Send to

Choose Destination
Nat Struct Mol Biol. 2016 Jun;23(6):549-57. doi: 10.1038/nsmb.3220. Epub 2016 May 2.

Structure of a group II intron in complex with its reverse transcriptase.

Author information

Department of Biological Sciences and RNA Institute, University at Albany, Albany, New York, USA.
Laboratory of Cellular and Molecular Basis of Diseases, Wadsworth Center, New York State Department of Health, Albany, New York, USA.
Ministry of Education Key Laboratory of Protein Sciences, Tsinghua-Peking Joint Center for Life Sciences, Beijing Advanced Innovation Center for Structural Biology, School of Life Sciences, Tsinghua University, Beijing, China.
Department of Molecular Biophysics and Biochemistry, Yale University, New Haven, Connecticut, USA.
Department of Biomedical Sciences, School of Public Health, University at Albany, Albany, New York, USA.


Bacterial group II introns are large catalytic RNAs related to nuclear spliceosomal introns and eukaryotic retrotransposons. They self-splice, yielding mature RNA, and integrate into DNA as retroelements. A fully active group II intron forms a ribonucleoprotein complex comprising the intron ribozyme and an intron-encoded protein that performs multiple activities including reverse transcription, in which intron RNA is copied into the DNA target. Here we report cryo-EM structures of an endogenously spliced Lactococcus lactis group IIA intron in its ribonucleoprotein complex form at 3.8-Å resolution and in its protein-depleted form at 4.5-Å resolution, revealing functional coordination of the intron RNA with the protein. Remarkably, the protein structure reveals a close relationship between the reverse transcriptase catalytic domain and telomerase, whereas the active splicing center resembles the spliceosomal Prp8 protein. These extraordinary similarities hint at intricate ancestral relationships and provide new insights into splicing and retromobility.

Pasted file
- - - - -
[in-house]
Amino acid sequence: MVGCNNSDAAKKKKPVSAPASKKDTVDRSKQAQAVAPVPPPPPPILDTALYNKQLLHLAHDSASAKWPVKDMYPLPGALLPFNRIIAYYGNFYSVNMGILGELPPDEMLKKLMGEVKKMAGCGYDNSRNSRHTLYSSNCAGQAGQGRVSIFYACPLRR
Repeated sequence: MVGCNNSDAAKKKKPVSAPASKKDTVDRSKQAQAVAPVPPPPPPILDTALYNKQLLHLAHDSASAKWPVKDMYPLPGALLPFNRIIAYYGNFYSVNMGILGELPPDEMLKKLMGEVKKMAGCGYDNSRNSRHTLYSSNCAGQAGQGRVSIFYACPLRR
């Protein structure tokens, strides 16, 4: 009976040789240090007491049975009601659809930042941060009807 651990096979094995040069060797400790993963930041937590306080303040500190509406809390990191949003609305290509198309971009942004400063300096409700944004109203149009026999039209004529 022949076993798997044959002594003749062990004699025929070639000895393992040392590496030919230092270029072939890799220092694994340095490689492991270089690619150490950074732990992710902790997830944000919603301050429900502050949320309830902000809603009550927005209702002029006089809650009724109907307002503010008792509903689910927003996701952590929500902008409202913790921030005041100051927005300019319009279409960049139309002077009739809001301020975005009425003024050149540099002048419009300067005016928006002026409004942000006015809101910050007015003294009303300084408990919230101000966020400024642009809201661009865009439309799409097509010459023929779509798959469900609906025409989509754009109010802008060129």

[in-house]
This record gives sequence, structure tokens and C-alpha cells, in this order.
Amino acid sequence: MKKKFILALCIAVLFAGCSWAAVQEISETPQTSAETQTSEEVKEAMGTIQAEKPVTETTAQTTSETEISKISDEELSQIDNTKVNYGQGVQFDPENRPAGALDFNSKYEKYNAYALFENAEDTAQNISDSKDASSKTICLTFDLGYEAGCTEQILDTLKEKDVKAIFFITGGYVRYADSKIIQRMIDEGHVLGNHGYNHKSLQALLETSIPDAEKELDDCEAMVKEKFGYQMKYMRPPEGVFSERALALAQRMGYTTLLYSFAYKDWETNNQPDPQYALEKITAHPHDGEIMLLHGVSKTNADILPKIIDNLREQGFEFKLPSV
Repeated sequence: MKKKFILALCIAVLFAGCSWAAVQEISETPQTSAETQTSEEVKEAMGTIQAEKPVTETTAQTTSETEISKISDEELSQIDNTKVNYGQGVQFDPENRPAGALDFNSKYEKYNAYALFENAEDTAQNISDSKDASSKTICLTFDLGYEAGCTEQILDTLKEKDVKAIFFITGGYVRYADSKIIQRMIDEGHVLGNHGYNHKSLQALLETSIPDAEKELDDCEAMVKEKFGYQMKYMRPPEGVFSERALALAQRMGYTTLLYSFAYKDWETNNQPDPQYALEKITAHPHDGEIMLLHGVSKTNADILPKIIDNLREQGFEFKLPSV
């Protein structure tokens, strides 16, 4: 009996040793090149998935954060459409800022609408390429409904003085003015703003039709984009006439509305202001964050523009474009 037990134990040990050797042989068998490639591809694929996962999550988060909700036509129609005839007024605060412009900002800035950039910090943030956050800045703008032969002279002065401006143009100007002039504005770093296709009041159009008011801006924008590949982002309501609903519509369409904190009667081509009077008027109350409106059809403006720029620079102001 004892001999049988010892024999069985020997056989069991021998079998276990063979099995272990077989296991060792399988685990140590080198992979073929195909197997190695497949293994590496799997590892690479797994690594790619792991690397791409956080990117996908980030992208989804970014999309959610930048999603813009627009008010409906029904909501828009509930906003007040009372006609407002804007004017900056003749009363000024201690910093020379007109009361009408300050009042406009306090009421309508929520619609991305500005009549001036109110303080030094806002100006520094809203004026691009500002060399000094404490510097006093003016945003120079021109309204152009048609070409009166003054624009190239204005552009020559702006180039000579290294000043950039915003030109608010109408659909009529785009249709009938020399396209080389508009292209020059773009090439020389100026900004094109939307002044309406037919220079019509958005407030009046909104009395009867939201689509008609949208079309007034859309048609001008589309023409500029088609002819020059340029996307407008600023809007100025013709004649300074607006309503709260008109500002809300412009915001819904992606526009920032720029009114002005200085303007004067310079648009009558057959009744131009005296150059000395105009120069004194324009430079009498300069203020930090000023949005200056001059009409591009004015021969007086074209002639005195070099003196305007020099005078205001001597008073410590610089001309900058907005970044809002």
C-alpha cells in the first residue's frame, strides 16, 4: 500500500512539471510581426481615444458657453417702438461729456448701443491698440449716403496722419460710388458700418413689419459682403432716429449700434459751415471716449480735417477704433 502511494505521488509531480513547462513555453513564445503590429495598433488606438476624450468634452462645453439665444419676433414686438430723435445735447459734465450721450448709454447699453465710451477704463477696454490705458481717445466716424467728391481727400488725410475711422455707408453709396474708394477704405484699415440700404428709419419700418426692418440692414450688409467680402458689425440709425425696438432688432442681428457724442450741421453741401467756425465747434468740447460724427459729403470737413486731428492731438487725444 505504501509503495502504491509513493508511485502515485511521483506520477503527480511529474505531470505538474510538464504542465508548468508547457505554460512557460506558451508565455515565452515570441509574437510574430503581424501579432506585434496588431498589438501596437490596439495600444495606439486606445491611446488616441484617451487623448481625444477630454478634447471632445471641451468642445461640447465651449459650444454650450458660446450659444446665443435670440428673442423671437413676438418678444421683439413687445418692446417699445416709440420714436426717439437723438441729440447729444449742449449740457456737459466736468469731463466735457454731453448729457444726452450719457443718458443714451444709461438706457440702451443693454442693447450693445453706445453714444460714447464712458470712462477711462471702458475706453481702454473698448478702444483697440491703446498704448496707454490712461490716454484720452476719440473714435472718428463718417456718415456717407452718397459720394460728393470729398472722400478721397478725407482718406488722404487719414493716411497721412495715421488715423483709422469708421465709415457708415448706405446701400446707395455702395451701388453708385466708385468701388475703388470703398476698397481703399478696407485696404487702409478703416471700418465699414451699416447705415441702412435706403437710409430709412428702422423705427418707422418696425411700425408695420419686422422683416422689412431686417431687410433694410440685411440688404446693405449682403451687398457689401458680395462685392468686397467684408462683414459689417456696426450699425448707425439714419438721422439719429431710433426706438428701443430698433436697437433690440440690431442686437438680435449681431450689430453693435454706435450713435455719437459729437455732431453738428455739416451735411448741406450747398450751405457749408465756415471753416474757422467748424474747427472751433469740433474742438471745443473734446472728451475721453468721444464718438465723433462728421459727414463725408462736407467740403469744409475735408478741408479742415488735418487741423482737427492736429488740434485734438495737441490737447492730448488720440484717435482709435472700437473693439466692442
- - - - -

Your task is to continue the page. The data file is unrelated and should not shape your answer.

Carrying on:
[Indexed for MEDLINE]
Free PMC Article

Supplemental Content

Full text links

Icon for Nature Publishing Group Icon for PubMed Central
Loading ...
Support Center